Nothing to Fear: Demystifying Death to Live More Fully

Nothing to Fear: Demystifying Death to Live More Fully

by Julie McFadden RN
Nothing to Fear: Demystifying Death to Live More Fully

Nothing to Fear: Demystifying Death to Live More Fully

by Julie McFadden RN

Hardcover

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Overview

A comforting and informative guide that demystifies our end-of-life journey, from the compassionate expert known as @hospicenursejulie

What if we didn’t consider death the worst possible outcome? What if we discussed it honestly, embraced hospice care, and prepared for the end of our lives with hope and acceptance?
In this compassionate and knowledgeable guide, TikTok star Julie McFadden—known online as “Hospice Nurse Julie”—shares the valuable lessons she’s learned in her fifteen years as an RN in the ICU and in hospice. Expertly interweaving emotional insight and practical advice, Nothing to Fear demystifies end-of-life care for both patients and caregivers, covering topics including:
  • the biological details of dying
  • which medical interventions help and which only make things worse
  • the otherworldly beauty of deathbed phenomena
  • financial and logistical preparations for death
  • facts and myths about hospice care
  • the most important conversations to have before you die
  • the grieving process, before and after death
Sure to be a go-to resource for years to come, McFadden’s first book proves a better death goes hand in hand with a better life.

Product Details

ISBN-13: 9780593713242
Publisher: Penguin Publishing Group
Publication date: 06/11/2024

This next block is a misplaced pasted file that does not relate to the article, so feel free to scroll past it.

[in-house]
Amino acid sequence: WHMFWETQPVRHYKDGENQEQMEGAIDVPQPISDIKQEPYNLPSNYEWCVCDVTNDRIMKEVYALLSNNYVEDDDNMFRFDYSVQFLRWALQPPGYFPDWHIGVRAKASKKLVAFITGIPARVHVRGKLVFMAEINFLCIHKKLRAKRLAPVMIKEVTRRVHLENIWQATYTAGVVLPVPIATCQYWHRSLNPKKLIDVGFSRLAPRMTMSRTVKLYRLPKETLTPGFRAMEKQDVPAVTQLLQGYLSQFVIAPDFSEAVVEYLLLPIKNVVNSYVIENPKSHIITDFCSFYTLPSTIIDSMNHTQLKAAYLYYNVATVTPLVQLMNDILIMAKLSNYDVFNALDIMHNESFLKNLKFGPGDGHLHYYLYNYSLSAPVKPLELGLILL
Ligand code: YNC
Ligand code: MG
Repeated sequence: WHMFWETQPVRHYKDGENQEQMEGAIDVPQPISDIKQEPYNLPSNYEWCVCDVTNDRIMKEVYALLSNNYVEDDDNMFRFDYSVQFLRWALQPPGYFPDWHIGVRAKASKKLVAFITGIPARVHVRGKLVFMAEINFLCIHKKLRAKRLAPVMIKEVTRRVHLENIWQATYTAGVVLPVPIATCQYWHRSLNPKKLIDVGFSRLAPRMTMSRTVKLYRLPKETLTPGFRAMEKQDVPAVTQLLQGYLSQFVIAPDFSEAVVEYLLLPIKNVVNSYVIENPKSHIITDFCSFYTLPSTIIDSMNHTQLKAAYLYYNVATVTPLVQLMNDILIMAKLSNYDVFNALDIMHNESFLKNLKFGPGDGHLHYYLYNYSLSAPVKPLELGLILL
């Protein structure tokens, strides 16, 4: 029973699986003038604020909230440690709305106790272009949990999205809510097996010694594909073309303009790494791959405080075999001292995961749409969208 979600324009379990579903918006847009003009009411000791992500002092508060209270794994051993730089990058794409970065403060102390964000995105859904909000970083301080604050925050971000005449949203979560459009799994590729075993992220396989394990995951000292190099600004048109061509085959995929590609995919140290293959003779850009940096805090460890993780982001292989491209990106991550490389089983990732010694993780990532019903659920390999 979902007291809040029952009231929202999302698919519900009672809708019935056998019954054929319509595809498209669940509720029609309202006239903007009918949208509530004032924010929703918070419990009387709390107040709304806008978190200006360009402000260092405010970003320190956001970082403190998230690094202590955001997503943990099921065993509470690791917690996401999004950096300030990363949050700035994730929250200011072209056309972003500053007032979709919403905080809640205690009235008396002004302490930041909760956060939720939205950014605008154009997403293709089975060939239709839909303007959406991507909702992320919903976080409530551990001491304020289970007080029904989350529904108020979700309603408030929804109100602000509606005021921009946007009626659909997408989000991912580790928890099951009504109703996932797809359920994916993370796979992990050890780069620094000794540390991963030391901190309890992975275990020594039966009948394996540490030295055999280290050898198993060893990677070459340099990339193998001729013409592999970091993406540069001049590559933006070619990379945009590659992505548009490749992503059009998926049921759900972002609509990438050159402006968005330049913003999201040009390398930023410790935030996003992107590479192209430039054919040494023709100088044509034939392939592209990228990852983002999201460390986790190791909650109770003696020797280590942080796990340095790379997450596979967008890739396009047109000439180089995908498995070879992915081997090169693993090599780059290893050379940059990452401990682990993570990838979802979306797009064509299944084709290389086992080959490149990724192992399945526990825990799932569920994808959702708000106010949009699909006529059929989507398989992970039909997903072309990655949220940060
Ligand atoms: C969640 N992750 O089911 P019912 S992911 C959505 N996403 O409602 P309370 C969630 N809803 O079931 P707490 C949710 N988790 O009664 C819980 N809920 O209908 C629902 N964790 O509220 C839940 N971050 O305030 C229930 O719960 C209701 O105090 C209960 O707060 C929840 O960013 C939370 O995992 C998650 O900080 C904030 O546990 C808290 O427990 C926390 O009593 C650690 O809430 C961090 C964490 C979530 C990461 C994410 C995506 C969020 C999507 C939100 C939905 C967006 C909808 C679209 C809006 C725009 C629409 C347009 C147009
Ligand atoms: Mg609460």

Pages: 240
Sales rank: 158
Product dimensions: 6.10(w) x 8.00(h) x 1.00(d)

About the Author

About The Author
Julie McFadden, BSN, RN, is a hospice/palliative care nurse with more than fifteen years of experience. Passionate about normalizing death and dying, she has more than one million followers on TikTok as @hospicenursejulie. She has been featured in Newsweek, USA Today, the Atlantic, Business Insider, the Patient Story, and many other media outlets worldwide. McFadden lives and works (and films and edits videos for social media) in California.

Read an Excerpt

Before I became a hospice nurse, I worked in the intensive care unit (ICU). In the ICU, doctors and nurses are doing everything possible to keep people alive, and their incredible work saves thousands of lives every year. But we rarely discuss the end of life until it's too late.

People often ask me why I decided to become a hospice nurse. This story is why. I had an ICU patient named Scott who had just had major surgery that was meant to help his advanced-stage pancreatic cancer. I had seen many people get surgeries like Scott's to help extend their lives, and it often worked. In the best cases, successful surgery can add years to a patient's prognosis.

In Scott's case, things went well at first, but after five days, he developed a bilateral pulmonary embolism, which is a blood clot that goes into the lungs and stops blood flow. The only reason he didn't die from this immediately was that he was already in the hospital. Because of this incident, he came back to the ICU.

Scott was intubated, which means he was hooked up to a machine to help him breathe. As time went on, he would seem to be getting better and even could walk around on his own, but inevitably something bad would happen again. He would be doing really well and then get a blood infection or pneumonia. We just could not get him better.

For months, Scott was basically in and out of consciousness. He was on medication to keep his blood pressure normal, and because of the high doses of these meds, his toes turned black. This is called necrosis, and it means the tissue is literally dying. So even if Scott recovered enough to leave the ICU, he would need to have his toes amputated.

Here's the thing: in the ICU, it's all risk versus benefit. We were trying to keep his vitals up no matter what, and sometimes that meant sacrificing comfort and, yes, toes. In the ICU, you have a job to do, and that job is to keep a patient alive at all costs.

As nurses, we were just doing our job. We stayed focused on the numbers that showed how well his kidneys were functioning, how well his liver was functioning, how well his lungs were functioning. We watched these numbers to see which were trending up and which were trending down.